July 12, 2012
Tags: Iran, navy, persian gulf
Luke 21:9-10: [Jesus said] "When you hear of wars and revolutions, do not be frightened. These things must happen first, but the end will not come right away." Then he said to them, "Nation will rise against nation, and kingdom against kingdom."
The United States is building up their naval strength in the Persian Gulf before war breaks out with Iran. The newest expansion includes dozens of unmanned submersibles recently purchased by the U.S. Navy.
The new “Sea Fox” submersibles are only 4 feet long and weigh less than 100 pounds each. They feature an underwater television camera, homing sonar and an explosive charge. These underwater crafts will boost our military capabilities. The purchase was made because of an urgent request of Marine Gen. James Mattis, the top U.S. commander in the Middle East. This additional weapon in our arsenal comes in response to the verbal threats by Iranian officials to close the Strait of Hormuz, a choke point for a fifth of the world’s oil trade.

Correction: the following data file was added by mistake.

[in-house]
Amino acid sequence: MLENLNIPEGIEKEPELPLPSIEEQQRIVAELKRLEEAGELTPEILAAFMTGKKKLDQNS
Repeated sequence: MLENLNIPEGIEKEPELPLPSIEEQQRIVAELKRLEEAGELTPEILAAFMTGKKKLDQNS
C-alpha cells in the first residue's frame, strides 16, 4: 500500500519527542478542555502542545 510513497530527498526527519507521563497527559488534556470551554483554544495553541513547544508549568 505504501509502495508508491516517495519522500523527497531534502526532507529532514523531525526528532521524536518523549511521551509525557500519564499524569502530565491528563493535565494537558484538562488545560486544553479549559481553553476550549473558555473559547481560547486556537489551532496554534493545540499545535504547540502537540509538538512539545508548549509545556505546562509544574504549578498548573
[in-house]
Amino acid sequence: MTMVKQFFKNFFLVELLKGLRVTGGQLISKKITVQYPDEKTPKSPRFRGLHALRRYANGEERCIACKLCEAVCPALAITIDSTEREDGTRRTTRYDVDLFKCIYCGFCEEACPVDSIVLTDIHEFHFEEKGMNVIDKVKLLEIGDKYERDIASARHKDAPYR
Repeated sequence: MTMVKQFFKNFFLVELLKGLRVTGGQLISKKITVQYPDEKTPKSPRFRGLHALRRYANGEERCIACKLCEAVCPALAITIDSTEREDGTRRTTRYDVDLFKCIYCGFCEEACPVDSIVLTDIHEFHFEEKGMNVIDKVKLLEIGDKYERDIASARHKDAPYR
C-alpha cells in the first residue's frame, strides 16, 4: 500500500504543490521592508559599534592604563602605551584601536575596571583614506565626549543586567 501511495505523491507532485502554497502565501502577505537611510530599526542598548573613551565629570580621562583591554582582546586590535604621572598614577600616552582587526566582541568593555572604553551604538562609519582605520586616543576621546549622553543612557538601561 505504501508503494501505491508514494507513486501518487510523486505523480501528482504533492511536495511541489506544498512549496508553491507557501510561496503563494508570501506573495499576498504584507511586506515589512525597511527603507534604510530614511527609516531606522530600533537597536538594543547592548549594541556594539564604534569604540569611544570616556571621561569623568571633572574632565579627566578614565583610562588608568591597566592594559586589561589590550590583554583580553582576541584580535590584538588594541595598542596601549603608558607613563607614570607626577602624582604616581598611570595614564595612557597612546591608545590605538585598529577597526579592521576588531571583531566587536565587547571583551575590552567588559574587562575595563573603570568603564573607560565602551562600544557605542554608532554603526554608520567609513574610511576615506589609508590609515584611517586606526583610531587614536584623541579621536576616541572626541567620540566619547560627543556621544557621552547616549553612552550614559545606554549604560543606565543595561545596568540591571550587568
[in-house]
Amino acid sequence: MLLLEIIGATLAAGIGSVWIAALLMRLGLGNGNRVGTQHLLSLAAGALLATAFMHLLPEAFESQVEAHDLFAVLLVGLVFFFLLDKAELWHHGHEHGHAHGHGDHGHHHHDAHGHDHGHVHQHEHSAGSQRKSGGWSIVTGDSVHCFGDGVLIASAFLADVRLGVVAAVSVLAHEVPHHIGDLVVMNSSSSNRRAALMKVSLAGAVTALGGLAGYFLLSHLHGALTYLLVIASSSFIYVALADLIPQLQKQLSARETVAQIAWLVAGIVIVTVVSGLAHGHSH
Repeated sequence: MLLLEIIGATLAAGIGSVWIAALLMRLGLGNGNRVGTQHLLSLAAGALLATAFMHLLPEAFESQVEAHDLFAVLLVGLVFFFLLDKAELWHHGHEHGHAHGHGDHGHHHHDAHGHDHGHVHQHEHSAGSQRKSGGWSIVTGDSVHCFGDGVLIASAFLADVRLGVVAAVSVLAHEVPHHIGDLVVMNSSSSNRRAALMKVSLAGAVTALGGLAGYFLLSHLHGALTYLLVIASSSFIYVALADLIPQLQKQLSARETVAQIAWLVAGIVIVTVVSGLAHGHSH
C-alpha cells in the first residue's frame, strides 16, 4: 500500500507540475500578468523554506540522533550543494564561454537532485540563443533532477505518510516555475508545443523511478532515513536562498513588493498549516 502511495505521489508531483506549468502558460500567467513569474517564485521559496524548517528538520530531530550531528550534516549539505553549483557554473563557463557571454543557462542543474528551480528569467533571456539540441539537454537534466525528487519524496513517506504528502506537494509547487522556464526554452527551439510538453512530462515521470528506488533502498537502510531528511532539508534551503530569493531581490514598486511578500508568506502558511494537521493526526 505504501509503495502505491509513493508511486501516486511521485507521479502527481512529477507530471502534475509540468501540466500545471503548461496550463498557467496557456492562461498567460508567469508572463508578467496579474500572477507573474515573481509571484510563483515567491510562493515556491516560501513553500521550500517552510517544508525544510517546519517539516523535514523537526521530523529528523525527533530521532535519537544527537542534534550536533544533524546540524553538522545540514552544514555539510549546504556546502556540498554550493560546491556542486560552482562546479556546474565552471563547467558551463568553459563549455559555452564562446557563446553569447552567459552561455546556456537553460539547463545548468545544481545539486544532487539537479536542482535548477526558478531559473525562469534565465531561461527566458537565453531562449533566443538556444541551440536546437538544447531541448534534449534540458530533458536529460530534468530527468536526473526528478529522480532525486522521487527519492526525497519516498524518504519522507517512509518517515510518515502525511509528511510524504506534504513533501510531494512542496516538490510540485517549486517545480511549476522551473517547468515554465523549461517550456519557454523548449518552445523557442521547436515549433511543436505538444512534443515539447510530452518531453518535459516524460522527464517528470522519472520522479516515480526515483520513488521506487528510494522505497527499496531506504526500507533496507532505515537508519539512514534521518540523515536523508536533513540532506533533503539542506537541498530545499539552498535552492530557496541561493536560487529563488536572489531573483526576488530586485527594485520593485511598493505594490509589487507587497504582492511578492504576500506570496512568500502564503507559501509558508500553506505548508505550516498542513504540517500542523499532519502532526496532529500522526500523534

All the new Navy deployments are meant to buildup the U.S. military presence in the region while reassuring Israel that the Iranian nuclear issue is being handled.
The “Sea Fox” can be deployed from helicopters and small rubber boats, or dropped off the back of a minesweeper ship. The mini-sub can be controlled by fiber optic cable and will send back video to the operator, detecting underwater mines 300 meters deep, and moves at speeds of up to six knots. It can also be used against floating or drifting mines, which Iran has used in the past.
The unmanned submersibles come with a price tag of $100,000 and are considered to be disposable by the U.S. government. The explosive charge it carries will not only destroy the mine it seeks but also the vehicle itself.